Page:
RailsSpace: Building a Social Networking Website with Ruby on Rails

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Overview

Ruby on Rails is fast displacing PHP, ASP, and J2EE as the development framework of choice for discriminating programmers, thanks to its elegant design and emphasis on practical results. RailsSpace teaches you to build large-scale projects with Rails by developing a real-world application: a social networking website like MySpace, Facebook, or Friendster.

Inside, the authors walk you step by step from the creation of the site's virtually static front page, through user registration and authentication, and into a highly dynamic site, complete with user profiles, image upload, email, blogs, full-text and geographical search, and a friendship request system. In the process, you learn how Rails helps you control code complexity with the model-view-controller (MVC) architecture, abstraction layers, automated testing, and code refactoring, allowing you to scale up to a large project even with a small number of developers.

This essential introduction to Rails provides

  • A tutorial approach that allows you to experience Rails as it is actually used
  • A solid foundation for creating any login-based website in Rails
  • Coverage of newer and more advanced Rails features, such as form generators, REST, and Ajax (including RJS)
  • A thorough and integrated introduction to automated testing

The book's companion website provides the application source code, a blog with follow-up articles, narrated screencasts, and a working version of the RailSpace social network.

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Product Details

Meet the Author

Michael Hartl is a programmer and entrepreneur. Before discovering Rails, he used Zope/Python in a startup he cofounded to produce fantasy sports websites, including BracketManager, at the time the number one independent NCAA Basketball Tournament website. Previously, he was a physics instructor at the California Institute of Technology, where he received the Lifetime Achievement Award for Excellence in Teaching. He also served as Caltech's editor for The Feynman Lectures on Physics: The Definitive and Extended Edition (Addison-Wesley). He is a graduate of Harvard College and has a Ph.D. in physics from Caltech.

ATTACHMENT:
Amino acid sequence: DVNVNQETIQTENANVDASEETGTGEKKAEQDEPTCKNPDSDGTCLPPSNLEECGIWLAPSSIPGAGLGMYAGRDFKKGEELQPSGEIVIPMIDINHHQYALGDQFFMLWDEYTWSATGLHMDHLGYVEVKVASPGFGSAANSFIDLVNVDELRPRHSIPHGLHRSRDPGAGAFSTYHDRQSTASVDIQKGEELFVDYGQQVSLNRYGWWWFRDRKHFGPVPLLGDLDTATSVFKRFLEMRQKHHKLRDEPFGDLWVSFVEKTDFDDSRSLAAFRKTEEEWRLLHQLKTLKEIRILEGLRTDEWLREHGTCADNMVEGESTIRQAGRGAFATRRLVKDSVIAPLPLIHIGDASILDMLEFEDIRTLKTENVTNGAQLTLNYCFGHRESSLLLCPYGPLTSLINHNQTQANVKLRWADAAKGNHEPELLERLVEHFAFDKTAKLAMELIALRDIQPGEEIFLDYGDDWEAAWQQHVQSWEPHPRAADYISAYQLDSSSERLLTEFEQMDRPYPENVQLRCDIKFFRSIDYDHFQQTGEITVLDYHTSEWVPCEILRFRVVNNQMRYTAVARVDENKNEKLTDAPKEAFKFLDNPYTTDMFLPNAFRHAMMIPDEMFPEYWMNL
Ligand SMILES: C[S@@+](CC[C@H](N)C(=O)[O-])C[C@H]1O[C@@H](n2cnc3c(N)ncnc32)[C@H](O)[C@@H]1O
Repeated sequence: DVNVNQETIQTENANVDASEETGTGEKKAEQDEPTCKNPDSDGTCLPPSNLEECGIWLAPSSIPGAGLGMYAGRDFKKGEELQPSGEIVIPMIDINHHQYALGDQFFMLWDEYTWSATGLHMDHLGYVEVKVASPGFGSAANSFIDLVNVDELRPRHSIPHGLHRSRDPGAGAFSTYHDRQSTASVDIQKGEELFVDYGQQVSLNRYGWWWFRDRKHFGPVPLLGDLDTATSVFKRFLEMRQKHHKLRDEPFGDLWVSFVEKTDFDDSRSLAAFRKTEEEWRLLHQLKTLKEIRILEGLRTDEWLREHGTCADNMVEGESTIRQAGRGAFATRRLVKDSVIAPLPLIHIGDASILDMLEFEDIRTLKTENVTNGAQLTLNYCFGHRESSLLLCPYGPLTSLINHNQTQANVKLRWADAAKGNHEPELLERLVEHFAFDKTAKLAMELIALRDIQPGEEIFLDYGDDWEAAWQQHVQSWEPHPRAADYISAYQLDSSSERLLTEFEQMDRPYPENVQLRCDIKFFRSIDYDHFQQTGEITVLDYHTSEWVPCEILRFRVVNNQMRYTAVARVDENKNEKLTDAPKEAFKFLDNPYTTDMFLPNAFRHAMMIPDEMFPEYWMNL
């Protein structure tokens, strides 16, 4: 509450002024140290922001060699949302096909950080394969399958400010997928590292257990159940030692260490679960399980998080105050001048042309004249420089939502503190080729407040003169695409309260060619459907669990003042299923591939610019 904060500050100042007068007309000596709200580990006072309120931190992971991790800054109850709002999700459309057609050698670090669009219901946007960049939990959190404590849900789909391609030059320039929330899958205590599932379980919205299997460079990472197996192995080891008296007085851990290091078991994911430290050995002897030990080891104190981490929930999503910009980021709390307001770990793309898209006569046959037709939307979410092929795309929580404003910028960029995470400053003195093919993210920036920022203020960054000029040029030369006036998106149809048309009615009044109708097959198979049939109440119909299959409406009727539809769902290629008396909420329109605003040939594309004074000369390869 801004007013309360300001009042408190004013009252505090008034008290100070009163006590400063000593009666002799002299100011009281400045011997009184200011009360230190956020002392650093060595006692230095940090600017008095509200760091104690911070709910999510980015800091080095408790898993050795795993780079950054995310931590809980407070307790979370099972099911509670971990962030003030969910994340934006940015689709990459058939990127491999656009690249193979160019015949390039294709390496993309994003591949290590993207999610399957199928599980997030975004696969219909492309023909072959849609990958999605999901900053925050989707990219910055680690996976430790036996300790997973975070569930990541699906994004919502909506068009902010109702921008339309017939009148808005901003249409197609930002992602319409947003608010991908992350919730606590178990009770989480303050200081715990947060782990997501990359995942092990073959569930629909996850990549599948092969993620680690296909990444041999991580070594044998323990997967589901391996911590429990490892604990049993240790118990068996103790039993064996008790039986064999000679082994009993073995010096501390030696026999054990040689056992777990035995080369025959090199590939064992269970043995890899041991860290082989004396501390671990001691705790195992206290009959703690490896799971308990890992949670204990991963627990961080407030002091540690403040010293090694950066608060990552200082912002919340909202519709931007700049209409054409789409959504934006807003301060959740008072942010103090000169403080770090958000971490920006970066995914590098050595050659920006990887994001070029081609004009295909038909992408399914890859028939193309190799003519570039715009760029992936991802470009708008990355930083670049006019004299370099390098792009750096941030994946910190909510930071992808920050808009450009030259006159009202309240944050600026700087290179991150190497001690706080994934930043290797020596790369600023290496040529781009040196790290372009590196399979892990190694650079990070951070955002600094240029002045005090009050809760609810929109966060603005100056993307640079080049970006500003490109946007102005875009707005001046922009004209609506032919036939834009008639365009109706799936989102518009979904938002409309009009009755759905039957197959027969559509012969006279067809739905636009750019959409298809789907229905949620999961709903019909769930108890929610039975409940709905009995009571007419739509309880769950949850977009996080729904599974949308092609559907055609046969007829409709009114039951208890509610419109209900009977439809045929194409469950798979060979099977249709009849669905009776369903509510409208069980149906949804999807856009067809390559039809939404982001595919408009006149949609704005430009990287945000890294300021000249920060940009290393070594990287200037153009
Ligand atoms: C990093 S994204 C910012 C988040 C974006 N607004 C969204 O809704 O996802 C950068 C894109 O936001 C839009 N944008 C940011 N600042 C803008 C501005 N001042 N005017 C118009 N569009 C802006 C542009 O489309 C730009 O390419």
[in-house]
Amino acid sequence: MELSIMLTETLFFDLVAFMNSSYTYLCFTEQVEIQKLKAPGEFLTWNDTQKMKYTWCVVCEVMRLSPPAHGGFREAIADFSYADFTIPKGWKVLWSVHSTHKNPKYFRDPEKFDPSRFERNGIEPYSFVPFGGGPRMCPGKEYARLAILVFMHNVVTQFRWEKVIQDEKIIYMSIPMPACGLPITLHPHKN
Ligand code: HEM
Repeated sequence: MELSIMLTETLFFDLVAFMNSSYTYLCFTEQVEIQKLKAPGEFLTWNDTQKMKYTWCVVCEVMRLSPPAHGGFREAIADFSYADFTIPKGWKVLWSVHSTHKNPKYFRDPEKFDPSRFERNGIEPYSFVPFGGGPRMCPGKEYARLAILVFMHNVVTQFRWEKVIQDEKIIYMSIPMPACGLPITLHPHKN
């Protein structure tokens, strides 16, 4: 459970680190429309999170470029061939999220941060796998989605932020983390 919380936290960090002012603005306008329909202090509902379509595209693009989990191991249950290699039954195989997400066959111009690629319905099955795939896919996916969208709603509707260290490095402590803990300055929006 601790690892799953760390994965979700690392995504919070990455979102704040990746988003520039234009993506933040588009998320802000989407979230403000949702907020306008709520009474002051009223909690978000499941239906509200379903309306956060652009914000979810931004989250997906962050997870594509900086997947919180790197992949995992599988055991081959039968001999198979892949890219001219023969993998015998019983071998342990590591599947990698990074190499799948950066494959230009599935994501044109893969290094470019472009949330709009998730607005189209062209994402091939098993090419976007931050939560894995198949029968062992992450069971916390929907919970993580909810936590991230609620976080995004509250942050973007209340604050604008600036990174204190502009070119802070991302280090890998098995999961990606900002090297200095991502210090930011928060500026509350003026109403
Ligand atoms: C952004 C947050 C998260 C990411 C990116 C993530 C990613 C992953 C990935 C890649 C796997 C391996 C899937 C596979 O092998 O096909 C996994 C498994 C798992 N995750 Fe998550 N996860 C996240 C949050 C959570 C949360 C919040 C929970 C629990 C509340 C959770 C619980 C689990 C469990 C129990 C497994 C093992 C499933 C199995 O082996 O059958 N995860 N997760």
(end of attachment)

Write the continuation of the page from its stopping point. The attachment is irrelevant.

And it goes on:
Aurelius Prochazka is a pioneer of interactive, user-driven websites and has founded several companies, including Creative Internet Design, Inc., and ArsDigita Corporation. After working extensively with many operating systems and web frameworks, he happily calls Macintosh OS X and Ruby on Rails his preferred programming environments. Aurelius is the principal developer of Caltech's main website, as well as its admissions and alumni sites. He is a graduate of Rensselaer Polytechnic Institute and has a Ph.D. in computational fluid dynamics from Caltech.

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Table of Contents

List of figures xvii

Acknowledgments xxi

Chapter 1 Introduction 1

1.1 Why Rails? 1

1.2 Why this book? 3

1.3 Who should read this book? 4

1.4 A couple of Rails stories 5

Part I Foundations 11

Chapter 2 Getting Started 13

2.1 Preliminaries 13

2.2 Our first pages 20

2.3 Rails views 26

2.4 Layouts 28

2.5 Developing with style 38

Chapter 3 Modeling users 43

3.1 Creating the User model 43

3.2 User model validations 51

3.3 Further steps to ensure data integrity (?) 63

Chapter 4 Registering users 65

4.1 A User controller 65

4.2 User registration: The view 66

4.3 User registration: The action 77

4.4 Linking in Registration 90

4.5 An example user 95

Chapter 5 Getting started with testing 97

5.1 Our testing philosophy 98

5.2 Test database configuration 98

5.3 Site controller testing 99

5.4 Registration testing 103

5.5 Basic User model testing 111

5.6 Detailed User model testing 115

Chapter 6 Logging in and out 131

6.1 Maintaining state with sessions 131

6.2 Logging in 134

6.3 Logging out 146

6.4 Protecting pages 150

6.5 Friendly URL forwarding 156

6.6 Refactoring basic login 164

Chapter 7 Advanced login 181

7.1 So you say you want to be remembered? 181

7.2 Actually remembering the user 192

7.3 “Remember me” tests 203

7.4 Advanced tests: Integration testing 209

7.5 Refactoring redux 215

Chapter 8 Updating user information 225

8.1 A non-stub hub 226

8.2 Updating the email address 226

8.3 Updating password 229

8.4 Testing user edits 237

8.5 Partials 245

Part II Building a social network 253

Chapter 9 Personal profiles 255

9.1 A user profile stub 256

9.2 User specs 260

9.3 Editing the user specs 266

9.4 Updating the user hub 277

9.5 Personal FAQ: Interests and personality 288

9.6 Public-facing profile 299

Chapter 10 Community 303

10.1 Building a community (controller) 303

10.2 Setting up sample users 304

10.3 The community index 308

10.4 Polishing results 320

Chapter 11 Searching and browsing 327

11.1 Searching 327

11.1.1 Search views 328

11.1.2 Ferret 330

11.2 Testing search 341

11.3 Beginning browsing 343

11.4 Location, location, location 350

Chapter 12 Avatars 365

12.1 Preparing for avatar upload 365

12.2 Manipulating avatars 373

Chapter 13 Email 389

13.1 Action Mailer 389

13.2 Double-blind email system 399

Chapter 14 Friendships 411

14.1 Modeling friendships 411

14.2 Friendship requests 420

14.3 Managing friendships 426

Chapter 15 RESTful blogs 437

15.1 We deserve a REST today 438

15.2 Scaffolds for a RESTful blog 445

15.3 Building the real blog 454

15.4 RESTful testing 473

Chapter 16 Blog comments with Ajax 479

16.1 RESTful comments 479

16.2 Beginning Ajax 485

16.3 Visual effects 495

16.4 Debugging and testing 501

Chapter 17 What next? 505

17.1 Deployment considerations 505

17.2 More Ruby and Rails 515

Index 517

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